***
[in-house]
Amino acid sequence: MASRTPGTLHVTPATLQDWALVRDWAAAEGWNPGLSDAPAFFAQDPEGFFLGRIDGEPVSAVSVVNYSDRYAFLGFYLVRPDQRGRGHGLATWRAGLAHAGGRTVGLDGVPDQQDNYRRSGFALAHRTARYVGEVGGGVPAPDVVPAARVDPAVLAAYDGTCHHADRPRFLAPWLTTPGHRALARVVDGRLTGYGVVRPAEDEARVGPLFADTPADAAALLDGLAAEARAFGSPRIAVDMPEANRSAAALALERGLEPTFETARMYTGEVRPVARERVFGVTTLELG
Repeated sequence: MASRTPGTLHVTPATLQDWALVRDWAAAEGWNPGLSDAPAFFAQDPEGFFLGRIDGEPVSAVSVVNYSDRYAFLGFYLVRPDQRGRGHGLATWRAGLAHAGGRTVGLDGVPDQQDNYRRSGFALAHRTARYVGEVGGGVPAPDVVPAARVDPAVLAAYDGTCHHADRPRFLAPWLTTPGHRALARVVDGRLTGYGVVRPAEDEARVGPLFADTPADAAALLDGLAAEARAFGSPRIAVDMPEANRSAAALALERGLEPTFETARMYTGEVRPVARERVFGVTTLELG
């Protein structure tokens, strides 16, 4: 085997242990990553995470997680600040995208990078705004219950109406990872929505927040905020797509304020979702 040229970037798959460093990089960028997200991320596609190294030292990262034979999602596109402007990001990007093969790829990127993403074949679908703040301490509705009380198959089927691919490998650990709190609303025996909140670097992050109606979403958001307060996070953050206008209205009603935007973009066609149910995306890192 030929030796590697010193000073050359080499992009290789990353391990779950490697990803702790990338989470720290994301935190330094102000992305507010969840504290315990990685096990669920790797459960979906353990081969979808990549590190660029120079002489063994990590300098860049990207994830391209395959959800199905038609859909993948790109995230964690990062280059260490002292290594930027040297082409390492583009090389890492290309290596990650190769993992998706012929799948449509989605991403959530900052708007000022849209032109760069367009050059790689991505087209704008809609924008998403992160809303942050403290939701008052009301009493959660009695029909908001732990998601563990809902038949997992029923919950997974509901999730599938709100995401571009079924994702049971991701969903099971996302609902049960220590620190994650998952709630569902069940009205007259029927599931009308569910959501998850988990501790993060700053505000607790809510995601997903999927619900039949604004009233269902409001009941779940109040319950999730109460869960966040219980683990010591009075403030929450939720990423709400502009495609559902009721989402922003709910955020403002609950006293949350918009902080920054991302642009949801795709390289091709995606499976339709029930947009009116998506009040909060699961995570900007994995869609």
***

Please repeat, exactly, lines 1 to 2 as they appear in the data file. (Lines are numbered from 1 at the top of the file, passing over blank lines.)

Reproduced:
[in-house]
Amino acid sequence: MASRTPGTLHVTPATLQDWALVRDWAAAEGWNPGLSDAPAFFAQDPEGFFLGRIDGEPVSAVSVVNYSDRYAFLGFYLVRPDQRGRGHGLATWRAGLAHAGGRTVGLDGVPDQQDNYRRSGFALAHRTARYVGEVGGGVPAPDVVPAARVDPAVLAAYDGTCHHADRPRFLAPWLTTPGHRALARVVDGRLTGYGVVRPAEDEARVGPLFADTPADAAALLDGLAAEARAFGSPRIAVDMPEANRSAAALALERGLEPTFETARMYTGEVRPVARERVFGVTTLELG